Through the Eyes of a Pre- Med Student

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The lifeless body lying in front of me once had a brain tumor. "Over time, your aunt developed a brain tumor, she won’t be coming back," my mom said. At the age of 11, I did not have a clear understanding of what a tumor was. All I knew was that my aunt was gone, and it was all because of a disease that I wished never took her away from me. I had never gotten the chance to spend that much time with her when I was younger, and the one time that I had that opportunity, it was snatched away from me. 

My passion for oncology developed over a period of time, with my desire to be a catalyst in cancer research driving me. As a child, I was always fascinated by the wondrous workings of the human body. From picking up bugs to examine how they are able to walk to working and researching at Stanford University, UCSF Medical Center, University of San Francisco, and the University of Arizona, my love of biology has shaped my dreams and ambitions.  During high school, volunteering on the oncology floor at the UCSF Medical Center gave me the opportunity to witness the transformations of patients that were diagnosed with diseases such as Brain Tumor, Breast Cancer, and Acute Leukemia. Simultaneously researching at Stanford University, I got to see the backstory to how the transformation came to be.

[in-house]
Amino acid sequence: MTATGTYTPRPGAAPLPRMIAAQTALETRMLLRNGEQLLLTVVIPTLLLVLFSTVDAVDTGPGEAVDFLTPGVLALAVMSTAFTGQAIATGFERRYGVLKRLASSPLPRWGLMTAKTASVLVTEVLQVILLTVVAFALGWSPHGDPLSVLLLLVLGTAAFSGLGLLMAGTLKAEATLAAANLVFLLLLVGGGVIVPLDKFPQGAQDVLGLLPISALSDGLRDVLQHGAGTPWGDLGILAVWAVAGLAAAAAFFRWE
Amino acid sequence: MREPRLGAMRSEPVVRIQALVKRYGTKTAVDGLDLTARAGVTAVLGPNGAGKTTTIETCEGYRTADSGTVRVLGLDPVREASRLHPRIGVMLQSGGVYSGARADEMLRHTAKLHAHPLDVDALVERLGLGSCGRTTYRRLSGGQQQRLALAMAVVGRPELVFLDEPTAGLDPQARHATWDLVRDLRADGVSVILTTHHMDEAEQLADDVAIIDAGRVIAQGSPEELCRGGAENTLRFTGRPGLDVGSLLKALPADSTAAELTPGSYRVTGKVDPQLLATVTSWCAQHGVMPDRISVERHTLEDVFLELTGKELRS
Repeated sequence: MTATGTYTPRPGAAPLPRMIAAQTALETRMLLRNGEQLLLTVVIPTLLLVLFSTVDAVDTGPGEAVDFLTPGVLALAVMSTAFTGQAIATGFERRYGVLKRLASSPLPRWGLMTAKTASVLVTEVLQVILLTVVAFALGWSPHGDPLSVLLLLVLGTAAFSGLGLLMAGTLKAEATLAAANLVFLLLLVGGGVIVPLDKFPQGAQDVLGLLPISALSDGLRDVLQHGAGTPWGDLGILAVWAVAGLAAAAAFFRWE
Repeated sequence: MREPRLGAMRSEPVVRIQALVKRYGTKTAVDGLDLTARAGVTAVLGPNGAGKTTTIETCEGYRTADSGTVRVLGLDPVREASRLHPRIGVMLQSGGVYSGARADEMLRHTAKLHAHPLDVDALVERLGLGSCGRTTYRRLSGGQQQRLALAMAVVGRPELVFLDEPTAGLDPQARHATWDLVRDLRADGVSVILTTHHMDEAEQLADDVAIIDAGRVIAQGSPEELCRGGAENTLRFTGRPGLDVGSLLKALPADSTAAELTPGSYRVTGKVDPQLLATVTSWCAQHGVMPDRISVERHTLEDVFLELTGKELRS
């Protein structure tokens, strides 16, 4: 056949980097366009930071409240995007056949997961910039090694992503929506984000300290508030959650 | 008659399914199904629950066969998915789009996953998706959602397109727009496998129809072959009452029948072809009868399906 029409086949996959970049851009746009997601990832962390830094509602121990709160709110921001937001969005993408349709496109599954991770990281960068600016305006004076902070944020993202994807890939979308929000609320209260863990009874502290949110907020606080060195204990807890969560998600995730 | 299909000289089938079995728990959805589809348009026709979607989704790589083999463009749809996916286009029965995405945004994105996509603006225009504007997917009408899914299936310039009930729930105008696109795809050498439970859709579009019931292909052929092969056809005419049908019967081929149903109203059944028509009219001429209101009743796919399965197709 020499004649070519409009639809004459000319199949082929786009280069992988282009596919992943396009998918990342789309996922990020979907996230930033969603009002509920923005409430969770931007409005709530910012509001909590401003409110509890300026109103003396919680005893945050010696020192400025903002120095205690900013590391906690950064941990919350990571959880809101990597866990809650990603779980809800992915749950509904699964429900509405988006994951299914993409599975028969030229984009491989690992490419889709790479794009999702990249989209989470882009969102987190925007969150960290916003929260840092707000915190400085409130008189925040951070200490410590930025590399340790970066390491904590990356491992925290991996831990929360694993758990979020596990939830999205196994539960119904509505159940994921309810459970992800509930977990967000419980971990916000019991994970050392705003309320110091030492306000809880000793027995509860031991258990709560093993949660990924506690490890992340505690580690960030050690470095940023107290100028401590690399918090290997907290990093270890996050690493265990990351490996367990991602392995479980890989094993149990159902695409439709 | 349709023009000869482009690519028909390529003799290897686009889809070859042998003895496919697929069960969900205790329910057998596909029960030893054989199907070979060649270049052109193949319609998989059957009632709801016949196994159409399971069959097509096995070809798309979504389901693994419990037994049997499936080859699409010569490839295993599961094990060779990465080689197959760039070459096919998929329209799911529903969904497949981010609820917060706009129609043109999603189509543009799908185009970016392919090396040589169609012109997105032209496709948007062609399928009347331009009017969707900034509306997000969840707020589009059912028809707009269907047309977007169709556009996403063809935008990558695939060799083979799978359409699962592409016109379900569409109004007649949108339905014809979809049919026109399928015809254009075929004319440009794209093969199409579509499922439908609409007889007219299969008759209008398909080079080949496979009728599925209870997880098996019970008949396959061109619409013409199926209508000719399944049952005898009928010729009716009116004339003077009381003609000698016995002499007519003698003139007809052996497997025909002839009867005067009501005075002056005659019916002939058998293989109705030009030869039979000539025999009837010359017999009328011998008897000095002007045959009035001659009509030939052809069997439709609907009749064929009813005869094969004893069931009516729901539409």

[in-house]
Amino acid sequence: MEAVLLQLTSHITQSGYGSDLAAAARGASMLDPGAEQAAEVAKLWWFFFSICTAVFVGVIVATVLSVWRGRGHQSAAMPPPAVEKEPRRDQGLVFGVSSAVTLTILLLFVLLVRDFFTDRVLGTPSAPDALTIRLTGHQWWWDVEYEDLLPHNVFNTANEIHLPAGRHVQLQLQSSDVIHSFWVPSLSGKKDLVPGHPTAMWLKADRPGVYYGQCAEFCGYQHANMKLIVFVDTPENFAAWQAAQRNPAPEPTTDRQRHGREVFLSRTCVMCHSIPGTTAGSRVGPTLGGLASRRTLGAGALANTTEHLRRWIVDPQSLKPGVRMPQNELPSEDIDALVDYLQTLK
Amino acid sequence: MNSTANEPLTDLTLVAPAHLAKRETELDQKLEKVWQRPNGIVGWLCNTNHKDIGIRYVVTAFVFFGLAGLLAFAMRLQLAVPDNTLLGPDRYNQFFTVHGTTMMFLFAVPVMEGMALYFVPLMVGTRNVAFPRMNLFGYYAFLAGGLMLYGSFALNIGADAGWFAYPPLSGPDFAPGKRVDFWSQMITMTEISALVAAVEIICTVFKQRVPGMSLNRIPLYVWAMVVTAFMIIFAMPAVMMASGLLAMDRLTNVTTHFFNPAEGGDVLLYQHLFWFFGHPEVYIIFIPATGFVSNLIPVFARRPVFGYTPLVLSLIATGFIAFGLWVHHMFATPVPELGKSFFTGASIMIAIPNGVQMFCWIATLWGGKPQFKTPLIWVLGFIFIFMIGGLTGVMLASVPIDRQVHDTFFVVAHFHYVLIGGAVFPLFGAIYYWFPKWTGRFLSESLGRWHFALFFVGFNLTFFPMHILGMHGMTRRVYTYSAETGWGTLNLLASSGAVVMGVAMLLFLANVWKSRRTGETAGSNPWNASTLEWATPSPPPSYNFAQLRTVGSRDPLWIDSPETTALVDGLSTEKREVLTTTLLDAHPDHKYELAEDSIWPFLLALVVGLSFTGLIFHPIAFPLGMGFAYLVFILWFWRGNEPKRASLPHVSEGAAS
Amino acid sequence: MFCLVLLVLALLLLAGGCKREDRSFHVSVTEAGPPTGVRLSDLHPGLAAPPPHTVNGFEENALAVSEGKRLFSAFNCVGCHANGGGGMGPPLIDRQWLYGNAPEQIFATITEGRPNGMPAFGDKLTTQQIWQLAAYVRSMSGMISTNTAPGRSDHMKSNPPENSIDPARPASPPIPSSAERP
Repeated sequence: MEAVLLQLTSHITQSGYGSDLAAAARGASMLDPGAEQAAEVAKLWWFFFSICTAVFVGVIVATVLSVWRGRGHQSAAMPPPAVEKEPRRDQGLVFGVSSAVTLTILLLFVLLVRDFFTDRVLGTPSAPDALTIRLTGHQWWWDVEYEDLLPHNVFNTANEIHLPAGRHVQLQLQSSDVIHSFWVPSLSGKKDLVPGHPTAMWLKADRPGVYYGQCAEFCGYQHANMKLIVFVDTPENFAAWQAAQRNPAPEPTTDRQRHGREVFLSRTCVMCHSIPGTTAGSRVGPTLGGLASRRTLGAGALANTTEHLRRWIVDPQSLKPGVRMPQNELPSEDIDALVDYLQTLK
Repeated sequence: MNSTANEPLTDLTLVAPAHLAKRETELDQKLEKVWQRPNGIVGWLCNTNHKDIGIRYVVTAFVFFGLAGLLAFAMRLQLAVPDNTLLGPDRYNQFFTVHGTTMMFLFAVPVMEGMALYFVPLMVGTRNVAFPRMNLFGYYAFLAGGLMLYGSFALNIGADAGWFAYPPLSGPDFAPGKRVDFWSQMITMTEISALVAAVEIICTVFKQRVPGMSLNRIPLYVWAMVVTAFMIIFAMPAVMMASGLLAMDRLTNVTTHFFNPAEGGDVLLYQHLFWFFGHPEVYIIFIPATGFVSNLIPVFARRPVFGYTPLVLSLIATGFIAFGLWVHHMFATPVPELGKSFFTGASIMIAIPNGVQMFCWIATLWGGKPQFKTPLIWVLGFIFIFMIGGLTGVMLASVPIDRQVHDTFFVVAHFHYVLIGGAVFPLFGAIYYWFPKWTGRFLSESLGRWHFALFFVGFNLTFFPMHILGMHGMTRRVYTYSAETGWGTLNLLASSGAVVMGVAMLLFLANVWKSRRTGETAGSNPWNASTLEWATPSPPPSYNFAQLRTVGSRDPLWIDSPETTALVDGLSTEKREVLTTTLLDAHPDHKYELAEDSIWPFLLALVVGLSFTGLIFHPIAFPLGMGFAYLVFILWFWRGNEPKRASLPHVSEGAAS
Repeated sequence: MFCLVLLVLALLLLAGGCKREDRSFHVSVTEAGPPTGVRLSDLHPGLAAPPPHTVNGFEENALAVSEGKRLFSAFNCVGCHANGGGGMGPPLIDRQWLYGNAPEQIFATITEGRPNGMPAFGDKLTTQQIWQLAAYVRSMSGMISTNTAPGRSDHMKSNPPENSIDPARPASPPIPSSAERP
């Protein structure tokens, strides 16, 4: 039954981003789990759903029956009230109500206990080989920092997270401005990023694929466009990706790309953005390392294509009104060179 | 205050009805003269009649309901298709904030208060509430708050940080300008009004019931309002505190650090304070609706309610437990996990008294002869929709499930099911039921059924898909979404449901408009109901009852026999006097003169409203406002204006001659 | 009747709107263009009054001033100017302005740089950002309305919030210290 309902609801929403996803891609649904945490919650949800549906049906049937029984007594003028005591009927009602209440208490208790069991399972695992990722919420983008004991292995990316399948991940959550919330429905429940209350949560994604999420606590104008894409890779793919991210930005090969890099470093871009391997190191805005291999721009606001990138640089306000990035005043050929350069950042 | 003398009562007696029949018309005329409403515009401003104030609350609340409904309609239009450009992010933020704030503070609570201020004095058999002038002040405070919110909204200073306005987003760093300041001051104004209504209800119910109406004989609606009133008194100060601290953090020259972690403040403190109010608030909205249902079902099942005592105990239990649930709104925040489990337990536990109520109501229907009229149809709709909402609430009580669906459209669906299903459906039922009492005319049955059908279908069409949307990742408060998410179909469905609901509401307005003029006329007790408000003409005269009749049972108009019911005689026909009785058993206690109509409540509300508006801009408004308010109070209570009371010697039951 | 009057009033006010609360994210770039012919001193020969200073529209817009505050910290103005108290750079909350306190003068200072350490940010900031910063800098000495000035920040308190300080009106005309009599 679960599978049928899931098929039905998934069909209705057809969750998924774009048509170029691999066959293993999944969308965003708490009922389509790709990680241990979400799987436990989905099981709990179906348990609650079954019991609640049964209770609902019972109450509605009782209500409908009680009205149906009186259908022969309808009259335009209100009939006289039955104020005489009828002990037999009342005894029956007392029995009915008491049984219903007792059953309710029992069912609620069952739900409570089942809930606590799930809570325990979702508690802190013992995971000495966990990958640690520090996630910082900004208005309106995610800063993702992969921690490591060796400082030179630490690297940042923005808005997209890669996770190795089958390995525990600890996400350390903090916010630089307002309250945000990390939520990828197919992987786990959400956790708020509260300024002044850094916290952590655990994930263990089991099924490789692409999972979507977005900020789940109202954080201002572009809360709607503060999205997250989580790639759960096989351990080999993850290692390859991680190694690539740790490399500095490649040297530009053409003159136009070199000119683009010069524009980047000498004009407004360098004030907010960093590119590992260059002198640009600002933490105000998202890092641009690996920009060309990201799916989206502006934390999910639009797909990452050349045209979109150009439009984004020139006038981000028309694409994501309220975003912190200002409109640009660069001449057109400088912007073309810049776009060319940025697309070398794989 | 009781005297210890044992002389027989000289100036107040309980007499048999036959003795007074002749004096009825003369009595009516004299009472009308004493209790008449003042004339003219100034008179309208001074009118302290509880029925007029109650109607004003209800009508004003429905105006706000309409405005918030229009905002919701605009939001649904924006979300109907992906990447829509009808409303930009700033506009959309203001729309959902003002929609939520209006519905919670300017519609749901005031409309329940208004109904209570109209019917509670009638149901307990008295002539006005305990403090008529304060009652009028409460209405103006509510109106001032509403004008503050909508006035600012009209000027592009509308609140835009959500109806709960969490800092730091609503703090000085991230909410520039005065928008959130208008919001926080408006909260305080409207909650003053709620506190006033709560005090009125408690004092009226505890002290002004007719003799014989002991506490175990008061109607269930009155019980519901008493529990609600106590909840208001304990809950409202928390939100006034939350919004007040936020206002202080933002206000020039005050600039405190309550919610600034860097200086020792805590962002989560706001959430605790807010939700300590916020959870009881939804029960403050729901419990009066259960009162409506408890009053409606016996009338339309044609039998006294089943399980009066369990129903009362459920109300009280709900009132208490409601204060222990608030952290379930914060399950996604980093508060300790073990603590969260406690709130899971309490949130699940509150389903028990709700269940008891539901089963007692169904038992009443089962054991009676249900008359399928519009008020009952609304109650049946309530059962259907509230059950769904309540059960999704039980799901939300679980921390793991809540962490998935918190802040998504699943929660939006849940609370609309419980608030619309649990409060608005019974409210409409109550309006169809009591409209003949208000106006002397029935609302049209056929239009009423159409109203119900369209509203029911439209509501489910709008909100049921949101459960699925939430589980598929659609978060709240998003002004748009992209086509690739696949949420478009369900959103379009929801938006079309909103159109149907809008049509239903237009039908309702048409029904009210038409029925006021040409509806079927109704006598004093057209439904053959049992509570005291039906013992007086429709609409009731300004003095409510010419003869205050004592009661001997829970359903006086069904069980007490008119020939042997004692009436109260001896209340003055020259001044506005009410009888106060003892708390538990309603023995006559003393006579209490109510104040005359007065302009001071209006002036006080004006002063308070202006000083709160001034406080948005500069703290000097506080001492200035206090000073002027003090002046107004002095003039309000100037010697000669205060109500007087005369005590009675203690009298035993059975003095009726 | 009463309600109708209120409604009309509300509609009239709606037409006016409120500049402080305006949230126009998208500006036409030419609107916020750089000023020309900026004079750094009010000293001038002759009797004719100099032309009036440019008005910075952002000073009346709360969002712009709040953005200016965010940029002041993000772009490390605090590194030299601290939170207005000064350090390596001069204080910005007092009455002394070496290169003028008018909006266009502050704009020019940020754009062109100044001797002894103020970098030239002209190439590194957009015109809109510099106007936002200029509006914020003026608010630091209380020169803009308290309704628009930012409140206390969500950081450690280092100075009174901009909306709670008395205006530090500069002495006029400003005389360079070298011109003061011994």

As a junior in college, I am more than halfway done with my undergraduate degree in Molecular and Cellular Biology. I have always been passionate about helping my community, getting my start through my non-profit organization, Education 2 Future, so it only made sense to pursue a public health minor alongside my degree in MCB. As a pre-med, I have heard many stories about how a person is very smart and medicine just comes “naturally” to them or stories about how medicine is just not for someone so they drop out. But here is my story, a simple girl that may not be the brightest, but uses her passion to drive her to reach her dreams. To anyone that is struggling and wants to drop out of being a pre-med, don’t. You never know where life will take you.